Skip to content

A New Source for Qualified Employees

Share this Story on Facebook, X, Text, LinkedIn, Gmail, Yahoo Mail, or Outlook

1/7/2014 – Language used in the “immigration wars” has been rough.

One American leader claimed that incoming immigrants were too stupid to learn English and represented a political threat to America, noting that the newcomers “will soon so outnumber us” that “even our Government will become precarious.” And he complained of the immigrants’ “swarthy complexion,” which, he said, was an affront to the “purely white people” of America.

Benjamin Franklin’s concerns about the Germans immigrating to Pennsylvania demonstrate that the debate over immigration is nothing new. Even the nation’s Founders have been among those using overheated language, whom history has proven wrong.

Since Congress passed the first law restricting immigration in 1875, subsequent laws have banned certain classes of people (anarchists, beggars, epileptics, Chinese), established quotas (freezing existing ethnic distributions, restricting annual immigration from each country), and more.

Yet, every time efforts were made to restrict immigration, immigrants found ways around the new rules. Like water meeting a barrier on a downhill run, waves of immigrants continued to move until they found a way around the wall – or a loophole through which they could flow. A broken “immigration system,” like the current system in which the pathway to citizenship can take more than a dozen years, only encourages further avoidance.

Through it all, people have continued to come to America’s shores seeking new opportunity for themselves and their children because, as Ronald Reagan once said “In America, our origins matter less than our destination.” Barriers have never worked.

Which bring us to today.

Immigration policy is a federal matter, beyond the scope of state lawmakers. But for states, it is also an economic development issue, and state policy should respond accordingly.

According to the Federation for American Immigration Reform, Virginia taxpayers pay $305 million annually for the K-12 education of students who, as children, were brought illegally to America with their parents. The state has no choice: Supreme Court rulings declare that all children receive an education through 12 grade.

But state law minimizes our ability to maximize the return on that required $300 million expense. Although they have lived here most of their lives, played by the rules, and earned grades good enough to be accepted to college, those students pay a penalty. As “illegal immigrants,” they’re considered “out of state” students and charged up to $22,000 a year extra to attend a Virginia college that their taxes and their parents’ taxes have been supporting.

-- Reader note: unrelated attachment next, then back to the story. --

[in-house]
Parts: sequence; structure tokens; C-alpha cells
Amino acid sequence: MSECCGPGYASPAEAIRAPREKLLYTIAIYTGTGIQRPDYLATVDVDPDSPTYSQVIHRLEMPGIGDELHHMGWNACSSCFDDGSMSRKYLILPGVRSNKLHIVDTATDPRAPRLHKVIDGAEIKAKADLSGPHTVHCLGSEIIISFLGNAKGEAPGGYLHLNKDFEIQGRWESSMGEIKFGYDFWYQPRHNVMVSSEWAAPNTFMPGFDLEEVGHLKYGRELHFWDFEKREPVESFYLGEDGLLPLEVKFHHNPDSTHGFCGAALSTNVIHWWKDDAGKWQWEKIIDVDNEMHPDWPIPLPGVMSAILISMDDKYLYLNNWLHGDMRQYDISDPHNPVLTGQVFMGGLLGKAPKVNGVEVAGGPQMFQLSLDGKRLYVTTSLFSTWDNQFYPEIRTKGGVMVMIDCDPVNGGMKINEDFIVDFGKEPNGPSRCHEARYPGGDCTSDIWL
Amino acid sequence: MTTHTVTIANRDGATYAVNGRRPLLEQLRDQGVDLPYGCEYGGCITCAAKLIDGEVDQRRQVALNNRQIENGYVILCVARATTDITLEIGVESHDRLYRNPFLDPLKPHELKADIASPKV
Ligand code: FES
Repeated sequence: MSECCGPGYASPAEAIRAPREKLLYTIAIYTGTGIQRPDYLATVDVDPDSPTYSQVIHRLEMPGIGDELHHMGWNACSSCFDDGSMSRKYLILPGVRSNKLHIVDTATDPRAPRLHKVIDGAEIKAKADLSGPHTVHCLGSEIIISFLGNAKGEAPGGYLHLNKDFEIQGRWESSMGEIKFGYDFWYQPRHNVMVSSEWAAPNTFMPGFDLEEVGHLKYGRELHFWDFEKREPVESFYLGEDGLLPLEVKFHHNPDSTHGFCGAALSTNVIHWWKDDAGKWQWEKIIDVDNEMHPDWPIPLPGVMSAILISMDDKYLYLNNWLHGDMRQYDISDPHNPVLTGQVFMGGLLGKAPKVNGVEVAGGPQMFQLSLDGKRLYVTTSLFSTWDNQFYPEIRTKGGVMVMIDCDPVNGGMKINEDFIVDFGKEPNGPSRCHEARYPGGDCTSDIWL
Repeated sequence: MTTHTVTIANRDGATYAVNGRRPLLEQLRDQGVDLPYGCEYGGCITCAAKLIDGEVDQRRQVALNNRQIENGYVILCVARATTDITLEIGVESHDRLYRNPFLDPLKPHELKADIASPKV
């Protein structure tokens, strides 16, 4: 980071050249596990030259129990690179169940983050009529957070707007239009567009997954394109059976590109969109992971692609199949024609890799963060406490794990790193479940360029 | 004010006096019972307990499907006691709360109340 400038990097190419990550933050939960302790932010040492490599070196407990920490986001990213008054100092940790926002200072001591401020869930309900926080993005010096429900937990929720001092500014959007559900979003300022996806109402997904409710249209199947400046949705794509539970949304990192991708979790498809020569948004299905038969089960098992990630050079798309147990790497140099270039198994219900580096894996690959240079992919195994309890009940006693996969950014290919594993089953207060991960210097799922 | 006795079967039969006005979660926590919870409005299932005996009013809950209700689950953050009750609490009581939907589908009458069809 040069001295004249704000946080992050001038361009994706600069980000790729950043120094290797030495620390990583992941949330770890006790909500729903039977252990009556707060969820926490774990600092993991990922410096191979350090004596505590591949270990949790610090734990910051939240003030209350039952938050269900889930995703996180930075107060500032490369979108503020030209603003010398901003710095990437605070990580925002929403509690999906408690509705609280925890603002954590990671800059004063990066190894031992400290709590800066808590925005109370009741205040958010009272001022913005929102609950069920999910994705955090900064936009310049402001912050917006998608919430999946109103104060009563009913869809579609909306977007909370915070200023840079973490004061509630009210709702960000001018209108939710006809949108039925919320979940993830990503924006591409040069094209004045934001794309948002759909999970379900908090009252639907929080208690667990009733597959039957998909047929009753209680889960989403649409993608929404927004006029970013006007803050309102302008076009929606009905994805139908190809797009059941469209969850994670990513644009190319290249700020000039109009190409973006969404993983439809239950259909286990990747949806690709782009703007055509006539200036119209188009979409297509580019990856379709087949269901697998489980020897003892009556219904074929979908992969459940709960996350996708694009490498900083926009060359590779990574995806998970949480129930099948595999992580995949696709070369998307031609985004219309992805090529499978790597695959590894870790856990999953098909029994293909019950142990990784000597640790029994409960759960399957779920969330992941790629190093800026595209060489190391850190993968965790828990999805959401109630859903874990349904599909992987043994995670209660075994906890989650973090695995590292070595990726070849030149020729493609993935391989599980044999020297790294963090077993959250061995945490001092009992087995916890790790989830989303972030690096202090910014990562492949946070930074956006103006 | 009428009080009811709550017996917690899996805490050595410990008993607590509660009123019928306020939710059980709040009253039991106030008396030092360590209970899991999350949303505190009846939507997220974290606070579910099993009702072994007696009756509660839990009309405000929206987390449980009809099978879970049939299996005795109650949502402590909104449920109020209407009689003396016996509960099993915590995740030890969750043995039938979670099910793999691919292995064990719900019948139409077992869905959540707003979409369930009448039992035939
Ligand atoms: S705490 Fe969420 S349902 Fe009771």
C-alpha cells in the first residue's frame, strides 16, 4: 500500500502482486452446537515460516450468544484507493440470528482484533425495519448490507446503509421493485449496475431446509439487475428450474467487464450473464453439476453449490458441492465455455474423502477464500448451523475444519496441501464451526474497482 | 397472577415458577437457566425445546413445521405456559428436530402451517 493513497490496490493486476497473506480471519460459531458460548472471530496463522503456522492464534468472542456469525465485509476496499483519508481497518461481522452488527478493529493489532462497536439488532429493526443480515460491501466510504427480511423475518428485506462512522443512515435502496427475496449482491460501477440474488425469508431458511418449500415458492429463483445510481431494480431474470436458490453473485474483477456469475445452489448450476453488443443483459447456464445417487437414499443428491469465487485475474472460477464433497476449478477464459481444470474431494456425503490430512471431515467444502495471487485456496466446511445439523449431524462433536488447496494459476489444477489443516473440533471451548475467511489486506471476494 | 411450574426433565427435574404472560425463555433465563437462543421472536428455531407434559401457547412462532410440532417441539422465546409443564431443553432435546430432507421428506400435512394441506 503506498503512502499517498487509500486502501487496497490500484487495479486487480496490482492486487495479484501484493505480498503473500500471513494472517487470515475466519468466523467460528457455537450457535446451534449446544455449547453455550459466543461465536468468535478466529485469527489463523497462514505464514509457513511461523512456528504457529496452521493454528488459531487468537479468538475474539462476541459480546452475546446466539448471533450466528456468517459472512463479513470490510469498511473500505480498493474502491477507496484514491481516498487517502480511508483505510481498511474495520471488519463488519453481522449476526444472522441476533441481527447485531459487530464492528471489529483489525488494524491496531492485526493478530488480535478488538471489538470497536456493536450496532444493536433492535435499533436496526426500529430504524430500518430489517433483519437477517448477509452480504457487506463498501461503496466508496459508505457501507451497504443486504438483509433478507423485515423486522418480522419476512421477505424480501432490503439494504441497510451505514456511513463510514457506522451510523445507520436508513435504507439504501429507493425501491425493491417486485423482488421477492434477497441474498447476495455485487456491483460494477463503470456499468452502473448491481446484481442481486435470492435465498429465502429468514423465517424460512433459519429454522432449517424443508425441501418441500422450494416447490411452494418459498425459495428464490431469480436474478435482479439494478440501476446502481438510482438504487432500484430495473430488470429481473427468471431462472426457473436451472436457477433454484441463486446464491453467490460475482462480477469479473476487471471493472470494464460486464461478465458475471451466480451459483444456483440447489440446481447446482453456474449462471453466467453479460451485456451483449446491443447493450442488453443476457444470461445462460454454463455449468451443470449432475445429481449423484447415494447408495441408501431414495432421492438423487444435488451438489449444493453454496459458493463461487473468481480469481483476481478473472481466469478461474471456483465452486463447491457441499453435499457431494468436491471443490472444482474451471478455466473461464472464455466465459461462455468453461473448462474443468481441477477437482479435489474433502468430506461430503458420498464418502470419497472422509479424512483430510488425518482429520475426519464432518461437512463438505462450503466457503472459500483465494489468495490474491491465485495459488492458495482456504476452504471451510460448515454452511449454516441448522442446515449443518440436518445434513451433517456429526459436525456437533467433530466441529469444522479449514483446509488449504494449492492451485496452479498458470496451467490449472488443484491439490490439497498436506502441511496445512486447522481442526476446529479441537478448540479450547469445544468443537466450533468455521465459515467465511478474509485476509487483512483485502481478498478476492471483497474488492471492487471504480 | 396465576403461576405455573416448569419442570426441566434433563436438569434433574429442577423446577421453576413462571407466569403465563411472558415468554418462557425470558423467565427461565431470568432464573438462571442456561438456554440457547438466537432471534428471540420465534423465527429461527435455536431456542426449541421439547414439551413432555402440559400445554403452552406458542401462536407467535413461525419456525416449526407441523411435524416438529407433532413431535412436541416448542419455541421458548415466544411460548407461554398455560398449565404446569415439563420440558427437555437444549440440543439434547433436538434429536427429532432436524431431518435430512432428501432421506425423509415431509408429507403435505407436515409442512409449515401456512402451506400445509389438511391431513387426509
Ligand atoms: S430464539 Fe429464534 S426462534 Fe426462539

At the University of Virginia, the difference between in-state and out-of-state tuition is $22,175; at George Mason University, it’s $18,898. At Northern Virginia Community College, “out of state” residents pay more than $10,000 per year; in-state, the cost is only $4,500.

These are clear disincentives for students whose only “crime” has been to be children living with their mother and father when those parents crossed the border seeking a better life. The result of those disincentives are equally clear: defer college (perhaps never to return to it), or even head somewhere else (such as North Carolina, where “out-of-state tuition” is less than Virginia), to build a future.

These disincentives have costs. The Virginia Chamber of Commerce projects that the state’s economy will need a total of 2.04 million new workers by 2022, most requiring advanced levels of education or skills training. Yet, only 1.5 million bodies are “in the pipeline” via children in school, newcomers or unemployed workers. Without tapping the resources of educated immigrants, Virginia’s robust economy will likely stagnate.

The income difference between having a high school diploma and a Bachelor’s degree averages $23,291 per year. Increasing the number of college graduates living in Virginia certainly adds to the tax coffers and the Virginia economy, providing a better return on those millions on the same student’s K-12 education.

So why not encourage, rather than discourage, qualified students to pursue a better education, a higher-paying job, and stay in Virginia?

In the last General Assembly session, legislation was sponsored to grant in-state tuition to undocumented aliens who came to America as children, have graduated from high school, have been a resident of Virginia for at least five years, are pursuing permanent residency and whose parents have filed Virginia income tax returns – requirements more stringent than those imposed others.

Such legislation is worthy of passage. In no other endeavor does society penalize children for the “sins of the father.” The sons and daughters of bank robbers, drug dealers and murderers are not restricted from becoming bank tellers, pharmacists or gun owners. In the spirit of the American ideal, each is judged on his or her own merits.

For the sake of that ideal – not to mention the sake of Virginia’s economic growth – its time to offer the same opportunities to all the children who grew up in Virginia.

Chris Braunlich is vice president of the Thomas Jefferson Institute for Public Policy and a member of the Virginia State Board of Education. The views expressed here are his own and do not necessary reflect the opinions of the Institute or its Board of Directors, or of the State Board of Education. He may be reached at

Share this Story on Facebook, X, Text, LinkedIn, Gmail, Yahoo Mail, or Outlook

Join Our Email List

Sign me up for:
This field is for validation purposes and should be left unchanged.